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The UNICEF Evaluation Office, in collaboration with Communication for Development (C4D) section in the UNICEF Programme Group and the Harvard Humanitarian Initiative, developed the Community Rapid Assessment (CRA) exercise as a way to measure the protective practices, health-seeking behaviours, coping strategies and emerging needs of individuals and households in relation to COVID-19. The primary objective was to provide UNICEF country offices valuable data to strengthen the evidence base and inform country-level programming in response to the pandemic. The CRA is also intended to contribute to UNICEF’s overall analytical agenda on COVID in an effort to better position this type work in the overall corporate efforts. Its findings have thus far provided a rich and much-needed picture of the behavioural component of the outbreak at the individual and community levels. In making use of time-series data – that is, the longitudinal data repeatedly captured over several waves of data collection – the CRA has also provided further opportunities to examine country- and region-specific trends over time. And because the CRA is a real-time exercise, analysis, visualization and interpretation of findings are already being used in several country-level fora to guide program changes. The long-term vision is to embed capacity for similar surveys within government data systems at the country level. This report presents early findings and insights from eight countries in Eastern and Southern Africa – namely Angola, Ethiopia, Kenya, Madagascar, Rwanda, South Africa, South Sudan and Uganda.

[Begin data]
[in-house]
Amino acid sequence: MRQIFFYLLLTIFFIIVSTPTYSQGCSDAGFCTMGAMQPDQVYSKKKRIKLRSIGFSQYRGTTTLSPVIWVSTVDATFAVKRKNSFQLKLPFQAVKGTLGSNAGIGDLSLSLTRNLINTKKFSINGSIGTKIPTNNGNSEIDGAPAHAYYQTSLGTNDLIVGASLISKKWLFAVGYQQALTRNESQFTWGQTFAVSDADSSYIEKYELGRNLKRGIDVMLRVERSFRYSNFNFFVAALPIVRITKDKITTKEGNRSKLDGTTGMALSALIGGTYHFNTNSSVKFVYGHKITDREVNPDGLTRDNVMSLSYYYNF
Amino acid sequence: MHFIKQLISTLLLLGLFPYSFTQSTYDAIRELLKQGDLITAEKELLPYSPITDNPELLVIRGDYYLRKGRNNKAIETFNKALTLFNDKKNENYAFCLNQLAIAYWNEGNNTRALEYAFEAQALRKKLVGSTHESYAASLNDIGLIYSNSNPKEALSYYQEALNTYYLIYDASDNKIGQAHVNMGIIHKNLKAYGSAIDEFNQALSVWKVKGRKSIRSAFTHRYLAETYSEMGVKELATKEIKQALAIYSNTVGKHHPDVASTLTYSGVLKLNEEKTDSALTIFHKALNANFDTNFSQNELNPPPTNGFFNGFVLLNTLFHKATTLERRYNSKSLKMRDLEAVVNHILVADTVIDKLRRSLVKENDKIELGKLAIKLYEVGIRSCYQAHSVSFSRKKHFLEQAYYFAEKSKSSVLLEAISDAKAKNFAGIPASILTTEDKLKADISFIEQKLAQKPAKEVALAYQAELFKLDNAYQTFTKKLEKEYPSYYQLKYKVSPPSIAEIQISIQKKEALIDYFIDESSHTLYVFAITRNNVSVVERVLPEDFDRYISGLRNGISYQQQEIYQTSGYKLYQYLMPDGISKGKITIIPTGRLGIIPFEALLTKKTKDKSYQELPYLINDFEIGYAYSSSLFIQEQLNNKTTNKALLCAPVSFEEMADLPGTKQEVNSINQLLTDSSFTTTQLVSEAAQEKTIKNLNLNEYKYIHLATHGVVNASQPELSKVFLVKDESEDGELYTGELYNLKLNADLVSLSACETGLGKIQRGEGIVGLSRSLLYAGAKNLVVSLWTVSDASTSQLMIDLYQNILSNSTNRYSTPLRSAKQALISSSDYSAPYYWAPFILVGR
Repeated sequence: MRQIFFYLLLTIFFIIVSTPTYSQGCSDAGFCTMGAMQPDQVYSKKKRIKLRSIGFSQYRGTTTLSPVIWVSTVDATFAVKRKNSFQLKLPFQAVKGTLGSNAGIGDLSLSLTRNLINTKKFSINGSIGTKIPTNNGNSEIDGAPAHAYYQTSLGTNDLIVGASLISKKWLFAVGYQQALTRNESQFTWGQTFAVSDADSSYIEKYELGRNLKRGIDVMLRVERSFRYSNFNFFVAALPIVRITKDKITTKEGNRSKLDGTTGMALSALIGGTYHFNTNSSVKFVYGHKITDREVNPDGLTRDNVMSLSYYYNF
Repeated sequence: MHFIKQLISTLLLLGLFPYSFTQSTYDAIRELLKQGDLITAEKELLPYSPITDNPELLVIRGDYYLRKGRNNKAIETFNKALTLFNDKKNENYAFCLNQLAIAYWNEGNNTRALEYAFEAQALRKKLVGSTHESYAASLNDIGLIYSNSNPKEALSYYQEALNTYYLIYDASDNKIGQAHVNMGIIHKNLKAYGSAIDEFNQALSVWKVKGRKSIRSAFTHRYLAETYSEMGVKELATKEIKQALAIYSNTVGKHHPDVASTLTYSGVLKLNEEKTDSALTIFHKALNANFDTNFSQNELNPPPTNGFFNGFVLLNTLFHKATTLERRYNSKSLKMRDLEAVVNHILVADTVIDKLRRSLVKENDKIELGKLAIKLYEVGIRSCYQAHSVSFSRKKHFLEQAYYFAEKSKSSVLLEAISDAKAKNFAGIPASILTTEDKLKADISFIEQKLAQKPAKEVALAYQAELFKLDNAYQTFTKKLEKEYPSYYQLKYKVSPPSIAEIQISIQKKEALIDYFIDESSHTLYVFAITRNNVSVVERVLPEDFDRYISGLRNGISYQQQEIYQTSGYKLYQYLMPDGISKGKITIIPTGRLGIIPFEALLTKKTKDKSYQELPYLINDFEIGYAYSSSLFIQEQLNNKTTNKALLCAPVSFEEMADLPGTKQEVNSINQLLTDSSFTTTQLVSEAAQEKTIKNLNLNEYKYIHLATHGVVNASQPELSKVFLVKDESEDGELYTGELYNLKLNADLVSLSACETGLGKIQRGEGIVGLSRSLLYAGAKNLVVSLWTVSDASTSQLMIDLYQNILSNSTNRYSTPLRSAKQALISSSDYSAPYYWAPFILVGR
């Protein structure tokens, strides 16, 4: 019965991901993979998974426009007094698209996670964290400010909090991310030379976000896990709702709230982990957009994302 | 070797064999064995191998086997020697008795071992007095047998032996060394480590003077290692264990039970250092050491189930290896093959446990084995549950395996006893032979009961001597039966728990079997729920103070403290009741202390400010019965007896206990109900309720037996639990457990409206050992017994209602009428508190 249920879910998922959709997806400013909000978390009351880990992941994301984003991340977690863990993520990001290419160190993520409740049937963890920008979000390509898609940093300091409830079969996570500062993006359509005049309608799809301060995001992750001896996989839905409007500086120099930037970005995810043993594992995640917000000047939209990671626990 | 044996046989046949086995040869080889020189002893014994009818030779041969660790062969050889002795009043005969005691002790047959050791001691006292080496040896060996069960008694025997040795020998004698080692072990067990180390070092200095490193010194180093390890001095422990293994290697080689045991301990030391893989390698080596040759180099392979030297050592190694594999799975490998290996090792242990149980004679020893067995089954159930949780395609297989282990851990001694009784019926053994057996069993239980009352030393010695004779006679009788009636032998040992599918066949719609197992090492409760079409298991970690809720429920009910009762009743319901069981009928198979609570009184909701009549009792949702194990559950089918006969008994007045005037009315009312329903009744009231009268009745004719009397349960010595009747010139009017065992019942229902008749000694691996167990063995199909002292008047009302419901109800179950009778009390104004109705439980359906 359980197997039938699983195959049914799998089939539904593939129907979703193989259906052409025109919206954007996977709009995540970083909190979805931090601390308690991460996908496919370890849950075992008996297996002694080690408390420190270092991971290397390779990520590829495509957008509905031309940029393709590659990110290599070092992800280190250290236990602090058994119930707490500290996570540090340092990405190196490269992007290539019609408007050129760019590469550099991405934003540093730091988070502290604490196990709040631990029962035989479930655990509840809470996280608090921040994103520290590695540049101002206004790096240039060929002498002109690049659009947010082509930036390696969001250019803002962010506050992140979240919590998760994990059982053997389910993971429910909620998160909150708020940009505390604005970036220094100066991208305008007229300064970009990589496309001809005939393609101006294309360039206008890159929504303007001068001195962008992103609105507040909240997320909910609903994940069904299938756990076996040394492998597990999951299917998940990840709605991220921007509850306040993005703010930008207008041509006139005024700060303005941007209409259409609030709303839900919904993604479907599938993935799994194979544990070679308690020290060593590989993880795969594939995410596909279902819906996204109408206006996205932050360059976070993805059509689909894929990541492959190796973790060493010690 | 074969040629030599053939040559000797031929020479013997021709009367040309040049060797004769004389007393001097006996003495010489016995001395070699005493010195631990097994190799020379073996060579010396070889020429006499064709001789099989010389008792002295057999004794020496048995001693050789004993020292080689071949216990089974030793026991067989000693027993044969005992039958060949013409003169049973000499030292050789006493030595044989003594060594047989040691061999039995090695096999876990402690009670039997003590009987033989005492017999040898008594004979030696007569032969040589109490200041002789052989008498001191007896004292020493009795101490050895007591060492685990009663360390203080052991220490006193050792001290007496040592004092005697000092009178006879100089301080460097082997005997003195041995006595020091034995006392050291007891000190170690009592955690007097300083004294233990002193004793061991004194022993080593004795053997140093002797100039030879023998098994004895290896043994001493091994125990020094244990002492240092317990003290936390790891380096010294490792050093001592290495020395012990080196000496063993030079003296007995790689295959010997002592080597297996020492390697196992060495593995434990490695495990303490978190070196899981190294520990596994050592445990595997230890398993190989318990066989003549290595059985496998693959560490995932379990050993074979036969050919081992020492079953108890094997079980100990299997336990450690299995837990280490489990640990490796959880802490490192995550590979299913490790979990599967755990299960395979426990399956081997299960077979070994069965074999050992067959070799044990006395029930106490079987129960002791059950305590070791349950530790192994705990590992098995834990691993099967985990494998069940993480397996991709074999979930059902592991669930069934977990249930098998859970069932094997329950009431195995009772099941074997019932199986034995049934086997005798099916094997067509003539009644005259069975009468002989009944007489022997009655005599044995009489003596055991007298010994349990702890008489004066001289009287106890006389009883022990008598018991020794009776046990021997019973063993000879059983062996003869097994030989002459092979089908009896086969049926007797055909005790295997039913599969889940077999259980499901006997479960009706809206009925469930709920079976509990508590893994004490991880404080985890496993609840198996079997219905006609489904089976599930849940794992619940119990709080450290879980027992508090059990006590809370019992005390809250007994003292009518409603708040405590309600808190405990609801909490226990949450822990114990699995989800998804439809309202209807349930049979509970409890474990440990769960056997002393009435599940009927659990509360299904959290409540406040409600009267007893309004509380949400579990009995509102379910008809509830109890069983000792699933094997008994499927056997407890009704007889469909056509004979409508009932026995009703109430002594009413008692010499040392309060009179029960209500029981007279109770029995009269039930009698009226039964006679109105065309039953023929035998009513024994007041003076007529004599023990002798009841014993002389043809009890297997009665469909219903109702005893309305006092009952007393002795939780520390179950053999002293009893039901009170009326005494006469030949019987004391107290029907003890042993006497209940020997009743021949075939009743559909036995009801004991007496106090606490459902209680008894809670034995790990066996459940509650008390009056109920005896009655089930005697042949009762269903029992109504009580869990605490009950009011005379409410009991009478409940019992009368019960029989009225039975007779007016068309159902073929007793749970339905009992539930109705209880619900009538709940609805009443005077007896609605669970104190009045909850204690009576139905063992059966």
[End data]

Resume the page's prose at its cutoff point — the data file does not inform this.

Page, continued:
Kaku Attah Damoah; Frank Otchere; Dominic Richardson
Nino Bariola; Caitlyn Collins
This report was prompted by an internal request for an assessment
of the changing external environment, and its impact on children,
to inform the preparation of UNICEF’s next Strategic Plan. It was
produced collectively by staff from UNICEF's Global Insight team
and reflects their views and perspectives. The report benefited from
feedback from various UNICEF staff. In addition, its initial findings
were presented and debated at a virtual consultation held with 32
youth experts, leaders, and activists from around the world on January
8th 2021. We are especially grateful to participants of the consultation,
some of whose views are presented throughout this report.
Dominic Richardson; Alessandro Carraro; Victor Cebotari; Anna Gromada
Chandni Maria Jacob; Despina D. Briana; Gian Carlo Di Renzo (et al.)
Veronica B. Ajewole; Ahone E. Ngujede; Emmanuella Oduguwa (et al.)
UNICEF Innocenti's Children and COVID-19 Library is a database collecting research from around the world on COVID-19 and its impacts on children and adolescents.
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COVID-19 & Children: Rapid Research Response